Shorting stocks is not a strategy used often by retail investors because of the difficulty in timing the market and the greater amount of risk and capital involved.

Mastering this strategy is difficult, because the markets tend to move higher the majority of the time, said Ron McCoy a portfolio manager with Covestor, the online investing company, and founder of Freedom Capital Advisors in Winter Garden, Fla.

"Selling short is one of the riskiest ventures to undertake and few people have been able to successfully master this method of investing," he said. "Sure, bear markets and corrections are going to come, but trying to time that is more than half the battle."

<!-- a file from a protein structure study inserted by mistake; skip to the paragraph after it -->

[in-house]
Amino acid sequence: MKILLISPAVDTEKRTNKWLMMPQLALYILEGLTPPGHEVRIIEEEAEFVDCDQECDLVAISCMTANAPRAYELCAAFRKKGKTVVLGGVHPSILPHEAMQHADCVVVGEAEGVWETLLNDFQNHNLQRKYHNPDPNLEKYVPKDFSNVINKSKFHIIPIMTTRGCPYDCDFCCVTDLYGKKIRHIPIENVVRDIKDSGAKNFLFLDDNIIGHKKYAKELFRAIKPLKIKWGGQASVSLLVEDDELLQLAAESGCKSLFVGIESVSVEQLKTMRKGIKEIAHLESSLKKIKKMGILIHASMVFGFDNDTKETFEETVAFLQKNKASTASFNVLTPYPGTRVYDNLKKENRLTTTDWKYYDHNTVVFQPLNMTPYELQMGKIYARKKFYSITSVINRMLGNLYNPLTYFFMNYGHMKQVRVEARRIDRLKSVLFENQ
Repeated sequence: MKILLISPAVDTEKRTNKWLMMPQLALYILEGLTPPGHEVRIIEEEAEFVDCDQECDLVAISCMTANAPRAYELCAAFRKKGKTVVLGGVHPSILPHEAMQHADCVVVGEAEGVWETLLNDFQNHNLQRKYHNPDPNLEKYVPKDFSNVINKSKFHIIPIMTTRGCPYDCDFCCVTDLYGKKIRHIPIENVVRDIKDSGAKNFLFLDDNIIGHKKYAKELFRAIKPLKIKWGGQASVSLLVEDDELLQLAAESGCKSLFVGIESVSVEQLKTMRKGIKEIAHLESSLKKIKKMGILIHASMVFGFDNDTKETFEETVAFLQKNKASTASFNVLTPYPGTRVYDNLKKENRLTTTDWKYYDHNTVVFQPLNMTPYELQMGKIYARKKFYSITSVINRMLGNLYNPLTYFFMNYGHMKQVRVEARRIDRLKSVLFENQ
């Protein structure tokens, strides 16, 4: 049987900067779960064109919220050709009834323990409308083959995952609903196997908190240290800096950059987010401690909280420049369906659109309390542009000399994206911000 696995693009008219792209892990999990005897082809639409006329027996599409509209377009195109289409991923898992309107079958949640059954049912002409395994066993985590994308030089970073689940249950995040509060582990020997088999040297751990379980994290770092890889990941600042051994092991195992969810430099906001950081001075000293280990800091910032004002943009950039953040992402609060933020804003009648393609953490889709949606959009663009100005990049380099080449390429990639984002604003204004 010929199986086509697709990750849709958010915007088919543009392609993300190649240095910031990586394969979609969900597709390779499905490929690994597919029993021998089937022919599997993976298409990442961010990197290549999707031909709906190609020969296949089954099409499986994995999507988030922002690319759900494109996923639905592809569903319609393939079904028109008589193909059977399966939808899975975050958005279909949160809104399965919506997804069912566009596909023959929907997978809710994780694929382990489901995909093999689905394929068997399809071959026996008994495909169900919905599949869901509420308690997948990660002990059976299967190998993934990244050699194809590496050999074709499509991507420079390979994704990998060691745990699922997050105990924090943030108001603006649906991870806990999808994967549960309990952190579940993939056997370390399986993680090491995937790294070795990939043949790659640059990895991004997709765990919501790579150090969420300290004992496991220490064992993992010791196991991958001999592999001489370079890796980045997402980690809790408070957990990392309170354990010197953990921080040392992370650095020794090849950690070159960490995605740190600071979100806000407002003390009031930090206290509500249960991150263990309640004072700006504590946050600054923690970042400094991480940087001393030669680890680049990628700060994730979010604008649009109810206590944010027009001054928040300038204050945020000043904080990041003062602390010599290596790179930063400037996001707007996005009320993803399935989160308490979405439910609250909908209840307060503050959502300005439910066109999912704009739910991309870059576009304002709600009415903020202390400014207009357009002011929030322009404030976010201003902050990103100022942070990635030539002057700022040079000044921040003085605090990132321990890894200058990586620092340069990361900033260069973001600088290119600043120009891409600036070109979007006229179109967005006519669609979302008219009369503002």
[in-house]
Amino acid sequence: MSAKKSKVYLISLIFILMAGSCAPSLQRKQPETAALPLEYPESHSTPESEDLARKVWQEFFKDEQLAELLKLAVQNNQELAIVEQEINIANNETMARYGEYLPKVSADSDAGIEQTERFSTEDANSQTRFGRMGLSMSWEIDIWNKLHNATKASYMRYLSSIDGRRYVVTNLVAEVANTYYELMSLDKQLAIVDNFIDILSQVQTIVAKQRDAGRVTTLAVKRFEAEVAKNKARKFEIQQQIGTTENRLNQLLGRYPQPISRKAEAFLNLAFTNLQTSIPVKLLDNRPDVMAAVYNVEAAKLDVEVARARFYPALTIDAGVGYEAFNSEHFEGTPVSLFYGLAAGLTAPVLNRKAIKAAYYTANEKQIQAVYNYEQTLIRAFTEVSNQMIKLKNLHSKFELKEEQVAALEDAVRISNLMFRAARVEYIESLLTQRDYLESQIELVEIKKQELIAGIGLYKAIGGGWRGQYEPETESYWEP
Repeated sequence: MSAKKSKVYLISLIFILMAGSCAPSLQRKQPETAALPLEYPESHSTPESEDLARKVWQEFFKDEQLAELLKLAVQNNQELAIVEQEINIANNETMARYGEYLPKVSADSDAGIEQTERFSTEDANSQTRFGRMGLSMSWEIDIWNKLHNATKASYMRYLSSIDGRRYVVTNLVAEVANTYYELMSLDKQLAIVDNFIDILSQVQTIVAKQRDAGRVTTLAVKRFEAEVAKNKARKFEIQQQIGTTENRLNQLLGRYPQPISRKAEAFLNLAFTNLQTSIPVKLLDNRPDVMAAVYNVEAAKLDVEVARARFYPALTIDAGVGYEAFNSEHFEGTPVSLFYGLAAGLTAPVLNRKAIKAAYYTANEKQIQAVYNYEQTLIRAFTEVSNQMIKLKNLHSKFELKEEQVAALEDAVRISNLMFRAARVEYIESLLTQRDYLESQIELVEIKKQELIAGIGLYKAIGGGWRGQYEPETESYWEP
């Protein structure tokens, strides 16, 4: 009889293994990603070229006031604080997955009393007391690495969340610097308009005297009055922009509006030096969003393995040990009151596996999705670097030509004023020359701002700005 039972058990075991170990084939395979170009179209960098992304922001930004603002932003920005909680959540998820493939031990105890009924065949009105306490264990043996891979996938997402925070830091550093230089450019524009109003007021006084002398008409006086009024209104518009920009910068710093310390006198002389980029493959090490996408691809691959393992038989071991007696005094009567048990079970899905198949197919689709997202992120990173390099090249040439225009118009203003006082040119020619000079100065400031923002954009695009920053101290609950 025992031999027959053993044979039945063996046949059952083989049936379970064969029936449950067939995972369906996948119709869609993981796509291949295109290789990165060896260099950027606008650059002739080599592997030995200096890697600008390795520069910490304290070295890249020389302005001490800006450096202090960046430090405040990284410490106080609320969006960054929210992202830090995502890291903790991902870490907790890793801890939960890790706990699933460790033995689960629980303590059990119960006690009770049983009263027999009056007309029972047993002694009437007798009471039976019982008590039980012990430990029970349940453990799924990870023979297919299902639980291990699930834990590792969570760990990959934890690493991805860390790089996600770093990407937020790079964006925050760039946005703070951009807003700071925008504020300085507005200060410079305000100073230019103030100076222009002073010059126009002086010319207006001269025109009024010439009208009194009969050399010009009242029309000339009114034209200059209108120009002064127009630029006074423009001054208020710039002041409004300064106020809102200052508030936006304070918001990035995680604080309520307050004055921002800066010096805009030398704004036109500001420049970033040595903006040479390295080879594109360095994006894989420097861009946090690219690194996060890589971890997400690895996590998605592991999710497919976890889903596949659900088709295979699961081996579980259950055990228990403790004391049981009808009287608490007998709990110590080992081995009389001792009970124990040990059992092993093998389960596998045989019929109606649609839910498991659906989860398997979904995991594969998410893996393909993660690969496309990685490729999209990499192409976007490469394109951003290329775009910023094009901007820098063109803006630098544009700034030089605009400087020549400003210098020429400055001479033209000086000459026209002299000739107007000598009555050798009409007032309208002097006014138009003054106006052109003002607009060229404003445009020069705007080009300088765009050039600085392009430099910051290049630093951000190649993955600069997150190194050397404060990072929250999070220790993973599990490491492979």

There are many execution and risk issues for shorting stocks, especially for retail investors because some traders may not be able to meet their margin calls if the stock rises, said K.C. Ma, director of the Roland George investments program at Stetson University in Deland, Fla.

"You need to have enough equity to be able to stay in the game," he said. "Even though you have the ability to meet the margin calls, the shareholder who loaned you the stock may like to take the profit on a rising stock by asking you to return the stock. This call effectively terminates your investment. This is the second call you don't want to receive as a short seller."

Instead of trying to determine a time when a stock or market is going to decline, investors can buy and sell options that are less risky.

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